Employer's intent to end employment relationship not necessary for constructive dismissal

Morton Fraser Associate Andrew Gibson
Andrew Gibson
Senior Associate
29 June 2022

In layman's terms a constructive dismissal is considered to be where the actions of the employer indicate that they no longer wish to be bound by the terms of the contract of employment.  The case of Singh v Metroline West Limited demonstrates that that does not equate to the employer having an intent to end the working relationship.

The claimant was signed off sick the day after being invited to a disciplinary hearing. While absent he was examined by occupational health who did not indicate that the illness was not genuine. Despite that, the employer was suspicious that the claimant was simply attempting to avoid the disciplinary hearing. The employer's contract allowed them to withhold company sick pay if, after investigation, absence was found not to be genuine.  However, no such investigation had been undertaken. The company also had a contractual power to suspend without pay if it thought the absence was not genuine, but it had not exercised this power. Instead, rather than paying the contractual sick pay, the company paid only statutory sick pay in an attempt to persuade him to engage with the disciplinary process.  When the claimant resigned and raised a constructive dismissal claim, the tribunal found the failure to pay contractual sick pay was a breach of contract. However, the tribunal held it was not a fundamental breach of contract entitling the claimant to resign and treat himself as being dismissed. By withholding the sick pay the employer was trying to encourage the claimant to participate in the disciplinary process integral to the employment relationship, they were not indicating an intention not to be bound by it.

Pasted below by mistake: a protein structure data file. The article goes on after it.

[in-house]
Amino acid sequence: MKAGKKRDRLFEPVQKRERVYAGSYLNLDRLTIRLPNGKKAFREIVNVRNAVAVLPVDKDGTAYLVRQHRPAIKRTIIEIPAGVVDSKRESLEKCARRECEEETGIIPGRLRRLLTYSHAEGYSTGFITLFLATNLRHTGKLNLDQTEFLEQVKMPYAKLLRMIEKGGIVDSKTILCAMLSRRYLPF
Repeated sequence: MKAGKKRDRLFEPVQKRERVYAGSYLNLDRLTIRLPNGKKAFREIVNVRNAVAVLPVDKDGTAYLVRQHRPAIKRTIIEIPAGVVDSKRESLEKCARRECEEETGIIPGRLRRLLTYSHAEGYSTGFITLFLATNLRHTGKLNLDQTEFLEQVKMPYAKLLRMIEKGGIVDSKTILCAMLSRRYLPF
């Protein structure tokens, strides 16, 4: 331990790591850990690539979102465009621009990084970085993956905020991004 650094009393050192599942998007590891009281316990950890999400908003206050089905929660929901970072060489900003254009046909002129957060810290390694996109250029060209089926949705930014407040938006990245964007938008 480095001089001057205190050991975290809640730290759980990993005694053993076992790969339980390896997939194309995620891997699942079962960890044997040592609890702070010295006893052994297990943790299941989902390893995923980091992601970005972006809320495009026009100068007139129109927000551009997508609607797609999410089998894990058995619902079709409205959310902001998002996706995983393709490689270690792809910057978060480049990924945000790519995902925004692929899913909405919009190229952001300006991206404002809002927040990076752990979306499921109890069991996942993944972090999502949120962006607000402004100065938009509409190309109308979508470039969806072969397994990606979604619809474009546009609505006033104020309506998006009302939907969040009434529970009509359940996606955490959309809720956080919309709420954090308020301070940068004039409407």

The Employment Appeal Tribunal (EAT) upheld the claimant's appeal. The employment tribunal appeared to have adopted an approach whereby they considered that for a breach of contract to be fundamental there must be an intention on the part of the employer not to be bound by the terms of the contract in a manner that meant that the employer no longer wishes to continue with the employment relationship. That approach was an error of law. What is required is an intention no longer to comply with the terms of the contract that is so serious that it goes to the root of the contract. In this case, there was a deliberate decision not to pay full company sick pay to which the employee was entitled, in circumstances where there were other contractual provisions which the employer could have relied upon if it thought the claimant was not genuinely unwell. The reduction in earnings was substantial and, as far as the EAT were concerned, was clearly a fundamental breach of contract. 

It seems that in this case the employer decided that the illness was not genuine and saw withholding contractual sick pay as a way to pressurise the employee into engaging in the disciplinary process. Rather than using the procedures available to them to investigate their suspicions they tried to force the hand of the employee and it backfired. Frustration can cause employers to make poorly thought-out decisions. In cases such as this it is important to look before you leap and consider the possible outcomes arising from those decisions before they are taken.


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